Enisa looks to UK for government cloud security guidance

Doubts raised over Enisa looking to the UK for guidance on creating a security framework that speeds adoption of government cloud services in Europe

Doubts have been raised about Enisa's decision to look to the UK for guidance on how to create a security framework that accelerates adoption of government cloud services across Europe.

The European cyber security agency is among a number of EU-focused organisations keen to drive adoption of G-Cloud-like services within local and central governments for economic reasons.

“Very few EU member states have currently developed approaches for cloud computing based on a well-defined and thorough cloud security strategy (including risk profiles, classification of assets, security objectives and measures),” Enisa’s Security Framework for Governmental Clouds report stated.

To this end, Enisa has set out a multi-part framework to guide EU member states through the steps needed to deploy a secure government cloud.

“The final result is a security framework modelled into four phases, nine security activities and 14 steps that detail the set of actions we believe each member state should follow for the definition and implementation of a secure [government] cloud,” the report continued.

The framework’s content has been shaped through an analysis of cloud computing security literature and best practice, along with feedback from Estonia, Greece, Spain and the UK, which all operate government cloud services.

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These member states are described in the report as being home to some of the “few existing real-life case studies of governmental clouds in Europe” today.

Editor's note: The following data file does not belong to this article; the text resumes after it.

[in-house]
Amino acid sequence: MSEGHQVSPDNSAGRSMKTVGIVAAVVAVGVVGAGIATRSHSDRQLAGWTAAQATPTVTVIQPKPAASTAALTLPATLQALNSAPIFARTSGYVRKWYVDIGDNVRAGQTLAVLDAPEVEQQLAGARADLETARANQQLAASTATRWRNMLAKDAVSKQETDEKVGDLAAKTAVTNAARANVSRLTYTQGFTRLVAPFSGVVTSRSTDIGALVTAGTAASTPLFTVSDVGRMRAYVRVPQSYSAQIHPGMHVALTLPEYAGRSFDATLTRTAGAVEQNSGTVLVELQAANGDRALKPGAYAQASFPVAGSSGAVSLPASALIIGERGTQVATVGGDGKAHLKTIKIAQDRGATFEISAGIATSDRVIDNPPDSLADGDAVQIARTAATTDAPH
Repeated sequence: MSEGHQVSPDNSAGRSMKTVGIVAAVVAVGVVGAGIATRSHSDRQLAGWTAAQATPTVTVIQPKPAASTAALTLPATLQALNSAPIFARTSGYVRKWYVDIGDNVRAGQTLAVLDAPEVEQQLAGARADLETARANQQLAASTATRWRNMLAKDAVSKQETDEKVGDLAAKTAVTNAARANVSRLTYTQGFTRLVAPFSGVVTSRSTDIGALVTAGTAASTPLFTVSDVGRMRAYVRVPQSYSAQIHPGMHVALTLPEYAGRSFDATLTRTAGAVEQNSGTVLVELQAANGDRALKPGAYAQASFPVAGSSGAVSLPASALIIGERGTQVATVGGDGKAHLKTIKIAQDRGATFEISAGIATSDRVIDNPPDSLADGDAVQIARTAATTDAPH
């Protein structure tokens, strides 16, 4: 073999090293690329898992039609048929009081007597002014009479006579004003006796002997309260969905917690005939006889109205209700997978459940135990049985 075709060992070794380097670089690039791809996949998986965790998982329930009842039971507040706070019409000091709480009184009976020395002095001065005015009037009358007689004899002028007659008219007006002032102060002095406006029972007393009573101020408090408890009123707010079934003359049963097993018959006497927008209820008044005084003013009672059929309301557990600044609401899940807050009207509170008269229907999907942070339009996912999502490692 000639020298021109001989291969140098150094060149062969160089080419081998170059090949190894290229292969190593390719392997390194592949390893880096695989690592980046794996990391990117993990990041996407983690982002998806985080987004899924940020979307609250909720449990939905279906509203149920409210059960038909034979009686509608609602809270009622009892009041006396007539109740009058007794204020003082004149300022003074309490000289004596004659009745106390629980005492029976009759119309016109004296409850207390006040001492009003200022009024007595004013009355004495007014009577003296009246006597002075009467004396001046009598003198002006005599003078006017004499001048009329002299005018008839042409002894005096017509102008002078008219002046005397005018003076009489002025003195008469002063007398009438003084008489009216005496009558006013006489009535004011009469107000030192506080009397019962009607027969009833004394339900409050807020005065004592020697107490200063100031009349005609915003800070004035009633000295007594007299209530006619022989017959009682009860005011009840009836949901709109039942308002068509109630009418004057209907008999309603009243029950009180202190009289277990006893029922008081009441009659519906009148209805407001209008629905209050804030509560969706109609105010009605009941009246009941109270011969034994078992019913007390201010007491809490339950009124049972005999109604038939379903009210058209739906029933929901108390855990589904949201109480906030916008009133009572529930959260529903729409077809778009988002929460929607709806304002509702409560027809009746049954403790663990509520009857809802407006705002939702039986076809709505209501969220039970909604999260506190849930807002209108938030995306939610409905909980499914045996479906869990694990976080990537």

However, former CloudStore leader for the G-Cloud programme, Mark Craddock, said Enisa’s take on the accreditation process for would-be G-Cloud providers is a little off.

For example, the report states G-Cloud membership is based on an accreditation process, but – according to Craddock – this often takes place after a supplier has been appointed.

“It seems [Enisa] have made some assumptions about the process, which are fair, but the practice is a little different,” he said. “Services are not accredited, but the contract does specify that those checks will be carried out.”

But, with around 20,000 services now offered via G-Cloud, Craddock admitted these checks are going to take a lot of time. “With 20,000 services, some will never get checked,” he said.

Craddock explored G-Cloud’s “assurance verification” procedures in a recent blog post, and highlighted just how time-consuming the accreditations process can be.

“There are 16,000+ services within the framework, which would take about 1,000 days’ effort to carry out assurance verification. Services can be updated anytime during the framework, so the amount of effort for assurance verification is vast," he wrote in the post.

Despite Craddock’s reservations, analyst and director of market watcher Quocirca, Bob Tarzey, said the fact Enisa considers the UK a prime example of cloud security best practice should instil confidence in public sector buyers.

“If the EU, which is a zealous guardian of citizen privacy, is holding up the UK's approach to cloud as an example – that cannot be bad,” he said.

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The worst combinations I have ever seen in business are when one organization that does not understand the product they are even selling try to sell to another group of executives that do not understand the work the product will support. It is physically painful.

The story here, looking to guidance to the UK government - the people that gave us PRINCE2, seems comical. Eventually we'll get some vague, unvalidated, never-done advice that has no reference implementation. I suppose some consultants will make some money selling compatibility, and some auditors make some money asking a list of questions made up by yet another consultant.

Really, tho, if we didn't do any of this at all, would be worse off? 

Aside from the industries this "work" advances, I don't think so.

Judgemental today, I know. :-)
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